Fail: How NOT to do user experience design (II)

Approximate Reading Time: 4 minutes

Perhaps I should be more forgiving of people who really don’t know how to use “technology” yet. I try very hard to do that – when it is someone like my mother who’s never really had any need or use for it besides being able to surf the web and communicate with family.

BUT, we are rapidly getting to the point where NOT having access to the web and not having an email account is equivalent to living in North America in the 60’s and not having a telephone. Come ON.

I can also understand when someone who doesn’t really have any need to use the system in ways other than the ones described for my mom doesn’t know how to create and publish stuff online. Why should they? (Although I could also argue that this being the modern world and all, being able to do that is roughly equivalent to being able to write a traditional letter 40 years ago. So, get with it!)

These are mere annoyances. The ones that REALLY burn my toast are academics and administrative assistants who work in universities and colleges. I mean really. This isn’t rocket science. It’s been decades now since we started to be able to scan things, create and edit e-documents, and send emails (it’s been possible to do email at universities way longer than it’s been possible for the general public).

Here are a few items that top my list of bugs:

Sending an email invitation to an event and putting all the details in a pdf, Word, or ppt attachment. THEN when you take the time to download and open said attachment, you discover that the whole attachment consists of just a couple of lines, maybe with an image or two. Why, oh why can’t people just put those few lines RIGHT IN THE EMAIL? I wonder how much bandwidth this would save? I KNOW it would save a considerable amount of time as people wait for the thing to download, then wait for the application to launch, then hunt for the few little details they need to know. If you went to the trouble of making a pretty poster to advertise your event, then by all means include it as an attachment, but GIVE ME THE CHOICE. Sheesh.

PDF documents that are scanned images of pages THAT WERE ORIGINALLY DIGITAL FILES. Holy cow people. It really doesn’t take super intelligence to produce a proper pdf from a Word or OpenOffice document. Pdfs made from scanned files can’t be searched. THEY CAN’T BE SEARCHED. One of the universities I teach for produces its master timetable that way.  Please forgive me, but HOW DUMB IS THAT? I can guarantee you that the timetable information exists in digital form – probably some database-produced report. In order to produce the publicly available version of the timetable, they would have had to:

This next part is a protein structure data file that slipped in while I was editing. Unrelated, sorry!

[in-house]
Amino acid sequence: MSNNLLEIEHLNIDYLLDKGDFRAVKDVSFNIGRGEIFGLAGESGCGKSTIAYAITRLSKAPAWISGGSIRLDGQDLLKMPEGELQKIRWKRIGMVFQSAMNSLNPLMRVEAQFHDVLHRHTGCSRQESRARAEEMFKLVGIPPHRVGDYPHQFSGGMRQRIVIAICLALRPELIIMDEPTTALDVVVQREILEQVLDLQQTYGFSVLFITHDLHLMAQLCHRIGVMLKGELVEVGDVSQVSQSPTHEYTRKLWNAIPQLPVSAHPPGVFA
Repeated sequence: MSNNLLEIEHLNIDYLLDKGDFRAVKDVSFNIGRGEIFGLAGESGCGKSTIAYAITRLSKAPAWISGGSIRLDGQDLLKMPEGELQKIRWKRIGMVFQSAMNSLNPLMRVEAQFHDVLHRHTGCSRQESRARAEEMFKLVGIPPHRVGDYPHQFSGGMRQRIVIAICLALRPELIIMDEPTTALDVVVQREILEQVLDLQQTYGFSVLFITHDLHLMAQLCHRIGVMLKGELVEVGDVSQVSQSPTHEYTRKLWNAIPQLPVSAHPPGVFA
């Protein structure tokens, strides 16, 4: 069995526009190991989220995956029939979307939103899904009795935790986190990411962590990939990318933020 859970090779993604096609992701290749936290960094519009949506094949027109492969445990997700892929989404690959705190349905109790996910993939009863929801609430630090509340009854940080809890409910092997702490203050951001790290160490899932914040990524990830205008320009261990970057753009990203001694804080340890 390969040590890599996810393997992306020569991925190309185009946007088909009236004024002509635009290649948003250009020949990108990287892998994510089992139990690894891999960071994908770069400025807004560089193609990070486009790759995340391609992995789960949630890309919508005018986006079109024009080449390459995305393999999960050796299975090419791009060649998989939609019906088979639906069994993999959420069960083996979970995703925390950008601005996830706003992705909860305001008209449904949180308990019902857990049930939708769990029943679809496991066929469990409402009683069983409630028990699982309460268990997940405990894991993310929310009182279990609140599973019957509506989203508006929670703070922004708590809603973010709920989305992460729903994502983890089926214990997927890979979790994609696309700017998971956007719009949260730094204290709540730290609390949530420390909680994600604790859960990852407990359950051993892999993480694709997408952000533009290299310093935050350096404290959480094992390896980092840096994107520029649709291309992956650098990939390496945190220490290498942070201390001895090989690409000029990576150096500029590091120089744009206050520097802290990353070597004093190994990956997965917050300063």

1. generate the report
  2. print it out on paper
  3. scan EACH PAGE back IN – one by one
  4. create a PDF from the scanned images

Here’s another way to do this:

  1. generate the report
  2. print it to a pdf

A document containing timetable information for a university is usually over 100 pages when printed. Think of the time it must take to do this. Think of the time it must take for students to page through the ‘document’ (I hesitate to call this collection of photos a real document). What a waste. And all because someone can’t make the “leap” to figuring out how to use electronic documents in the most basic of ways.

For some reason people seem to be stuck in this notion that things they usually read on paper must get onto paper before they can become something different in the computer. I once had one of my kids’ teachers send me my kid’s marks this way:

  1. She opened the computer “grades” application that their district uses and got to my son’s record.
  2. She PRINTED that record on paper.
  3. She PHONED ME and sent me a FAX of that record.

Now both she and I have a paper version that neither of us needed. Not only is it a waste of time and bandwidth, but this is also a colossal waste of paper and ink. I wonder how much of this gets done every day?

I see this far too frequently when I look at PDFs of course outlines. They are scanned copies of the Word documents AFTER they were printed out on paper. Doesn’t anyone realize how absurd this is?

And here’s one I haven’t seen before:

The other day, I got another one of those Calls for Papers. This one was circulated by the head of one of the big wig research institutes at one of the universities where I teach.

Get this:

  1. There are NO details in the body of the email.
  2. There IS an attached Word Doc.
  3. The Word Doc contains ONLY one line of text indicating a deadline has been extended and an IMAGE.
  4. That image is a SCREENSHOT of the CFP. Judging by the standard text formatting conventions, it contains active links to the conference websites, but since all we have is a SCANNED image of this page, THE LINKS ARE PART OF THE PICTURE. You can’t even copy and paste them into your browser.

It’s just embarrassing. Universities should know better. If they don’t they should really learn. Check the year on your calendar. It’s not 1972 anymore.

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Fail: How NOT to do user experience design (II) — 1 Comment

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